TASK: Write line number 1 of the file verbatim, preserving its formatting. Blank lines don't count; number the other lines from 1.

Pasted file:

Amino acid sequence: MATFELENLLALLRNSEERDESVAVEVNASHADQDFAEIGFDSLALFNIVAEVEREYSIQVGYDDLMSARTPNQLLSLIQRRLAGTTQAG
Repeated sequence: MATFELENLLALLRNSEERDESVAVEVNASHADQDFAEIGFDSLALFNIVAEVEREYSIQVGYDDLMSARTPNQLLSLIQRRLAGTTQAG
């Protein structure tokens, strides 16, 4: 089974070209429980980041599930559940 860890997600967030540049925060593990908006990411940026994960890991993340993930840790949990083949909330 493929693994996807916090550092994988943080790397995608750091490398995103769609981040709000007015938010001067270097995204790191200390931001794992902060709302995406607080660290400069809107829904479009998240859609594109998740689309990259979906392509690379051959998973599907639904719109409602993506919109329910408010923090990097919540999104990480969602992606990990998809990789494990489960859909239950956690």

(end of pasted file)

Amino acid sequence: MATFELENLLALLRNSEERDESVAVEVNASHADQDFAEIGFDSLALFNIVAEVEREYSIQVGYDDLMSARTPNQLLSLIQRRLAGTTQAG